Volker: U.S. and EU doing same thing on climate change
On February 12, GMF Berlin hosted a lunch discussion with Kurt Volker, Principal Deputy Assistant Secretary for European and Eurasian Affairs in the U.S. Department of State on U.S. climate policy.
In his remarks, Kurt Volker argued that the United States has a much better record on climate change than it usually gets credit for in Europe. In his words, "we're very much in the same place, doing the same thing", and it's primarily public perception that thinks there's so much transatlantic disagreement. He said that the United States has made tremendous investments in reducing emissions and "these efforts are producing results that stand up favorably against anyone in the world." In his opinion, the U.S. and Europe are doing a lot, but the problem is that together they don't even cover 50% of all CO2 emissions, so that the real challenge is how the U.S. and Europe can work with China and India in getting them clean technologies.
Kurt Volker acknowledged the fact that the United States currently still is the largest producer of greenhouse gas emissions, but explained that this is to be expected considering the United States' position as the number one economy in the world. He went on to say that, looking at the trend line, the United States is actually ahead of the EU-25 when it comes to slowing down the increase in greenhouse gas emissions. Using data from the UN Framework Convention on Climate Change, he remarked that U.S. greenhouse gas emissions increased by 1.3 percent from 2000 - 2004, while the EU-25 collective emissions increased by 2.1 percent.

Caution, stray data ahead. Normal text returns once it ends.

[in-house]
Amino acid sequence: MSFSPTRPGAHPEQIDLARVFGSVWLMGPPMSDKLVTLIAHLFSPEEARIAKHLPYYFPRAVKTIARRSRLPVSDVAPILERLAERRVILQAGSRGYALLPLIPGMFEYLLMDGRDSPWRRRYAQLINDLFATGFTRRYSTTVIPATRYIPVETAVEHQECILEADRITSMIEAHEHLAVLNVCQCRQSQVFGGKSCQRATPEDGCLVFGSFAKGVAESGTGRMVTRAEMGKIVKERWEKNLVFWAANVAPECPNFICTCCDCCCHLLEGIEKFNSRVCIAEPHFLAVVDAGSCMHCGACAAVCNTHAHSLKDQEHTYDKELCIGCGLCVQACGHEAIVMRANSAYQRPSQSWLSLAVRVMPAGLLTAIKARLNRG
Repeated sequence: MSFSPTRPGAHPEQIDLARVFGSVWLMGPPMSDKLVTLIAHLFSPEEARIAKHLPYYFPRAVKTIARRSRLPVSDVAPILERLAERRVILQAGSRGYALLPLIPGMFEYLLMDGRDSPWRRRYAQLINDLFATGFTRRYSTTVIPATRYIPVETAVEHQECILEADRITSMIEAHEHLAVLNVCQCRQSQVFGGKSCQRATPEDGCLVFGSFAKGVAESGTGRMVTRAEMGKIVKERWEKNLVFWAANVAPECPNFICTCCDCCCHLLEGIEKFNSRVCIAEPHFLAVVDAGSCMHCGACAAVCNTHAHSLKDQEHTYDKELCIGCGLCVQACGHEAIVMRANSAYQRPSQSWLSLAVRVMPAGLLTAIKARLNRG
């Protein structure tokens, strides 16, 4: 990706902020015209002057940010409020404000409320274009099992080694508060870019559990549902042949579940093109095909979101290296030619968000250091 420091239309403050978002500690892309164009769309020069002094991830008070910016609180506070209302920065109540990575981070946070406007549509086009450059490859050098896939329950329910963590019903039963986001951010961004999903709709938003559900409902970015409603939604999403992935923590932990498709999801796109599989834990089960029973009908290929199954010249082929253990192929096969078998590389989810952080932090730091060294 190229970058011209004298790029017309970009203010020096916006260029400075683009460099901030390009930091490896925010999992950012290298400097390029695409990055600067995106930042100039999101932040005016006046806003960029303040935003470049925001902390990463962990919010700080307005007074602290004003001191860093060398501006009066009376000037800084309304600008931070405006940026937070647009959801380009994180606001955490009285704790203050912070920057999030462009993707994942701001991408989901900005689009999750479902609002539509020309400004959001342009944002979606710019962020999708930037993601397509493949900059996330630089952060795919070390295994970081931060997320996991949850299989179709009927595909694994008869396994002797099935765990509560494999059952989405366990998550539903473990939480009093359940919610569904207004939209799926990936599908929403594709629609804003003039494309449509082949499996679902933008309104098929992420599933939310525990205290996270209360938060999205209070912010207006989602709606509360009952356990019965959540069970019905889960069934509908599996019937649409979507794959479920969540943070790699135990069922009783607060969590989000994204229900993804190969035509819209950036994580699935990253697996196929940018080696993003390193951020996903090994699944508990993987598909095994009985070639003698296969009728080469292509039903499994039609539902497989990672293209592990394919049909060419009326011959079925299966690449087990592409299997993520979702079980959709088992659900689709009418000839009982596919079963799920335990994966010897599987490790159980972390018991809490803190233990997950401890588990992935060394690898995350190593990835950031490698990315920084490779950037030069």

He said the reasons for reducing U.S. dependency on fossil fuels go beyond the environmental aspects. He pointed out another motive for change: democracy and human rights. In this context, he mentioned countries such as Iran, Sudan, and Venezuela, but also referred to recent problems with Russia arguing that by reducing its "addiction to oil" the West would lessen the ability of governments who supply it to use that dependence for political ends.